At the UK AI Summit, developers and governments agreed on testing to help manage risks

  • Participants agreed to the need to test the model before publication
  • Governments, including China, signed a statement on Wednesday
  • They agreed to work together to tackle AI safety
  • Sunak to meet with Elon Musk after the summit

BLETCHLEY PARK, England, Nov 2 (Reuters) – Leading artificial intelligence developers have agreed to work with governments to test new frontier models before launch to help manage the risks of the rapidly developing technology, a potential breakthrough It is prominent in UK artificial intelligence. Summit – conference.

Some technology and political leaders have warned that AI poses great risks if left unchecked, from destroying consumer privacy to endangering humans and creating a global catastrophe, and these concerns are fueling a race by governments and institutions to Safeguards and regulations have been designed.

At the inaugural AI Safety Summit at Bletchley Park, home of Britain’s World War II codebreakers, political leaders from the United States, European Union and China agreed on Wednesday to take a joint approach to identifying risks and ways to mitigate them.

On Thursday, British Prime Minister Rishi Sunak said the United States, the European Union and other like-minded countries had also agreed with a select group of companies working on artificial intelligence on the principle that models should be carefully evaluated before and after. . has been deployed.

Referred to as the godfather of artificial intelligence, Yoshua Benjiu helps provide a “state of the science” report to build a common understanding of the capabilities and risks ahead.

“Until now, the only people who have tested the safety of new AI models have been the companies that developed them,” Sunak said in a statement. As many would agree, we shouldn’t rely on them to mark our assignments.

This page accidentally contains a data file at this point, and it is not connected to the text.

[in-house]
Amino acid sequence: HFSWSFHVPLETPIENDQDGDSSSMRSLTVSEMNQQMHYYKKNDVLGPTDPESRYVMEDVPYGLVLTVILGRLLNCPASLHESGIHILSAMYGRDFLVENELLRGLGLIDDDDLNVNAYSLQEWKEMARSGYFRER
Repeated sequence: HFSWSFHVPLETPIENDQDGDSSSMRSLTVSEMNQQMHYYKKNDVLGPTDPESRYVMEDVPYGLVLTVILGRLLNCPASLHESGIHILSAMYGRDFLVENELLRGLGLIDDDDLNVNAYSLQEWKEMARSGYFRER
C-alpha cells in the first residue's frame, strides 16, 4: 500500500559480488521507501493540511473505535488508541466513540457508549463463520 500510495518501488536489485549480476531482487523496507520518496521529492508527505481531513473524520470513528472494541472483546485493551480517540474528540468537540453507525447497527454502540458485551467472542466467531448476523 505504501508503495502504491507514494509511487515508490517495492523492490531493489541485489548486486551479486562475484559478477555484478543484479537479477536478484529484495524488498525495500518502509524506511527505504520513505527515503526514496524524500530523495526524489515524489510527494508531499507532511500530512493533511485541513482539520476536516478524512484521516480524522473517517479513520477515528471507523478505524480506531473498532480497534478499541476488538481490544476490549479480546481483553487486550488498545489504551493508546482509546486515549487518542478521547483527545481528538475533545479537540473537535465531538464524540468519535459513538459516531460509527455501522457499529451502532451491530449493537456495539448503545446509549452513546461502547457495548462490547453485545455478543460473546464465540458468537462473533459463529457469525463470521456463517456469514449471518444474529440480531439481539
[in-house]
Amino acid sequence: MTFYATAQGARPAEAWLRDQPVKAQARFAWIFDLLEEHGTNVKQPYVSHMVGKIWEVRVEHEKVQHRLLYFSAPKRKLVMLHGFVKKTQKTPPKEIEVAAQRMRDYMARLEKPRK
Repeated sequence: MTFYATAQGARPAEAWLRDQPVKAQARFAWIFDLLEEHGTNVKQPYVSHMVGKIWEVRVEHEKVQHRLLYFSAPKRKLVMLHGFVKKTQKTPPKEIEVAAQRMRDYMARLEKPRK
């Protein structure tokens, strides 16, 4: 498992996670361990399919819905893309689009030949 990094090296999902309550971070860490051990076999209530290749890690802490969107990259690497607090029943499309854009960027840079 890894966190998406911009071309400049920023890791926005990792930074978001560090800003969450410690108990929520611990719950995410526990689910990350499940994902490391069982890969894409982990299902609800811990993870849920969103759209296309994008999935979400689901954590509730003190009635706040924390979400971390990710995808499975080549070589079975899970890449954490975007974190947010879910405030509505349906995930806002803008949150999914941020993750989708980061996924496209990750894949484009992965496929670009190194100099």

way ahead

The summit has brought together around 100 politicians, academics and technology executives to chart a way forward for technology that could transform the way companies, societies and economies operate, and some hope to create an independent body for global oversight.

In the West’s first attempt to manage the safe development of artificial intelligence, a Chinese vice minister joined other political leaders at a summit on Wednesday that focused on highly capable general-purpose models called “frontier artificial intelligence.”

Chinese Vice Minister of Science and Technology Wu Zhaohui signed the Bletchley Declaration on Wednesday, but China was not present on Thursday and did not include its name in the tentative agreement.

He was criticized by some lawmakers in his own party for inviting China after many Western governments scaled back technology cooperation with Beijing, but Sunak said any effort to secure artificial intelligence must include its key players.

He also said it showed the UK could play a role in bringing together the big three economic blocs of the US, China and the EU.

“It shows our ability to bring people together and bring them together,” Sunak said at a press conference. Inviting China was not an easy decision and many people criticized me for it, but I think it was the right decision in the long run.

Representatives from OpenAI, Anthropic, Google DeepMind, Microsoft ( MSFT.O ), Meta ( META.O ) and Microsoft-backed xAI attended Thursday’s meetings alongside leaders including European Commission President Ursula von der Leyen, U.S. Vice President Kamala participated. Harris and UN Secretary General Antonio Guterres.

The EU’s von der Leyen said that complex algorithms can never be fully tested, so “above all, we need to make sure that developers know when problems arise, both before and after they bring their models to market. , they act quickly.”

The last words on AI in the two days will be a conversation between Sunak and billionaire entrepreneur Elon Musk, scheduled to be broadcast later Thursday on Musk X, the platform formerly known as Twitter.

According to two sources at the summit, Musk told other attendees on Wednesday that governments should not rush to implement AI rules.

Instead, he suggested, companies using the technology are in a better position to spot problems and share their findings with lawmakers charged with writing new rules.

“I don’t know necessarily what fair rules are, but you have to start with insight before oversight,” Musk told reporters on Wednesday.

Reporting by Paul Sandel and Martin Coulter. Additional reporting by William James and Jan Stropchowski. Edited by Emelia Sithole-Matarise and Susan Fenton

Our Standards: The Thomson Reuters Trust Principles.

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